Did you know that Fun Things To Do While You’re Waiting has a Twitter account? We do! We do! We’ve had it since launching last March! We haven’t been as diligent on Twitter as we should have been, but that is another one of our goals for this next year. If you are into the whole Twitter thing, you should follow us! We’re @fttdwyw. Again with the promises to be better.
If you are one of our Twitter followers, you may have seen a tweet that went out on August 15th, 2013.
On August 15th (apparently), I found the above window frame on the curb in my neighborhood on one of my runs. I’m always on the hunt for interesting pieces on the side of the road. I think I have a pretty good grip on the definition of trash but I am also pretty amazed at what people throw away sometimes. As someone who has thrown out cool things during moves or re-orgs, I kind of think ‘found pieces’ are karma’s way of bringing it back. There was a blank space above the television alcove that was crying out for something. None of my art seemed to fit and this shutter frame looked like just the right size for the space. The funny part of this story is watching me carry this frame for seven blocks back to the apartment.
Since August 15th was during the moving debacle, the shutter frame sat in our guest bathroom tub waiting for me to clean it. And it waited until 2014, Oof! As you can see from the picture, it was pretty dirty. I didn’t quite know what I wanted to do with it (i.e. whether I wanted to paint it, or not) but I did know that I needed to clean it. It looked like it had lived outdoors for awhile, so I researched the best way to clean outdoor, mildewed-wood pieces and found several sites that recommended a simple blend of water, bleach, and Dawn detergent. Since the piece wasn’t an heirloom, I wasn’t worried about the soap mixture being too harsh. So, I grabbed my bucket, mixed 1 gallon of water with 3/4 cups of bleach, and 1/4 cup Dawn detergent. I put on my handy dandy Casabella gloves, grabbed a scrub brush and pitcher and went to work.
Quite a difference, neh? During cleaning, two of the slats came apart, so I saved them and glued them back with Gorilla Glue after the piece had dried.
One of the reasons I liked this piece to begin with was the un-painted wood behind the first screen of slats. You could tell that the wood had been covered, and sun-bleached. Visually, I thought the interplay of stripes looked neat. The slats were moveable, allowing me to clean more thoroughly, and after cleaning the piece up, I decided that I didn’t want to paint over the awesome stripes and would keep the piece, as is.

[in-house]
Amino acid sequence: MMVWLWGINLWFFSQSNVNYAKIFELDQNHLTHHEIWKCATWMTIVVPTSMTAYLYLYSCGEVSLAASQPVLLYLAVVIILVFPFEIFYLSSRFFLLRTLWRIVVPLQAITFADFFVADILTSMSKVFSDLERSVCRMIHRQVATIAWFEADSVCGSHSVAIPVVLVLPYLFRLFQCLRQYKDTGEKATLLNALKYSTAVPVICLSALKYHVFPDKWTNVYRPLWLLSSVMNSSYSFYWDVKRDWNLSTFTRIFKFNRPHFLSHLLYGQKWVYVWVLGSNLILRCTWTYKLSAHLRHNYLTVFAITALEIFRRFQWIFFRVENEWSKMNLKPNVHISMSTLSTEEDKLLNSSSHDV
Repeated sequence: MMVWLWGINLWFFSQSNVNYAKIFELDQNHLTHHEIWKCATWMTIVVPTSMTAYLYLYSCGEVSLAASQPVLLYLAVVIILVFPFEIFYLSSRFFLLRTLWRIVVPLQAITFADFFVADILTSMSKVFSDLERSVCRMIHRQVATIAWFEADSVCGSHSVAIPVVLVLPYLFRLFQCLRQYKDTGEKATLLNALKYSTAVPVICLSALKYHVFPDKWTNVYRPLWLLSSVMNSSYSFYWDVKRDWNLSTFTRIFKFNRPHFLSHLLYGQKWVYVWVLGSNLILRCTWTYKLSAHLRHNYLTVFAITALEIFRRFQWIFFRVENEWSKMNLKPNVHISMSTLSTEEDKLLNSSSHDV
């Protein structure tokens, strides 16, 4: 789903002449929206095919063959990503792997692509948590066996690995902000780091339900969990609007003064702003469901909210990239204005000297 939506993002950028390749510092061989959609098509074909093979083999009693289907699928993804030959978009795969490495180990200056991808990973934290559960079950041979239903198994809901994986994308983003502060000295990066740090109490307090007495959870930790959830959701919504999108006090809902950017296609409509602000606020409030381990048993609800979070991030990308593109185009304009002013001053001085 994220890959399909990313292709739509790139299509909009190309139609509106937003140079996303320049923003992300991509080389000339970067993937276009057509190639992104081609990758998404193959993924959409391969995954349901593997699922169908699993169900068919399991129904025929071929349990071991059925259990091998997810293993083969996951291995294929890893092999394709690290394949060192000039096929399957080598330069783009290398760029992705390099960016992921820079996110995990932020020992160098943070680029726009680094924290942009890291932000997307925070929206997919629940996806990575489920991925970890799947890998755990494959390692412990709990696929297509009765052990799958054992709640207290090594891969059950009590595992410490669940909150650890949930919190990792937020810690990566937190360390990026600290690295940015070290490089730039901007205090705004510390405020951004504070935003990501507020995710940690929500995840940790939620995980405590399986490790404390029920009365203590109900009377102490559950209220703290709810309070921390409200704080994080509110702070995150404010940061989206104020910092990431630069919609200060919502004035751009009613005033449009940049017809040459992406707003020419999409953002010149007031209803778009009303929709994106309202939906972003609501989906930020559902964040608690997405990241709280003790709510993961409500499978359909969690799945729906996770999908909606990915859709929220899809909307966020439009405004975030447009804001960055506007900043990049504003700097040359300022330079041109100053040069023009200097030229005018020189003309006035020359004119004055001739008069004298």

The question then became how to hang it. I wanted something more substantial than normal hanging kits and found these awesome hooks at Michaels Craft Store.
I hammered in any loose nails that would scratch the wall and then screwed the hooks into the frame. Since the spot I wanted to hang the frame was precariously situated over the entertainment, and moving it wasn’t something I wanted to do, I used the method Coralie recommended for picture hanging. Since my piece was bigger, I only used enough paper to cover the top part where the hooks were (7- 8 1/2″ x 11″ pieces of copy paper taped together). I marked where my hooks were and then Josh and I hung the piece of paper on the wall to my liking. We then screwed hooks to hook our hooks into the markings indicated on the paper and then easily placed the frame on the wall. I was grateful for Coralie’s suggested method because all the hard work of measuring/placing/hanging items was done without carrying a heavy frame around!
I kind of love it. I haven’t decided if I want to move my slats around, but for now, I like that I can see the green wall behind it, and that the shutter opens a little. It looks like it was made for that spot and it cost me practically nothing– just a little elbow grease and the hooks. I could have spent a lot of money on a statement piece that size, but instead found something original and was able to re-use something… which you know I love. So, just a friendly reminder to keep your eyes open… art is all around us.
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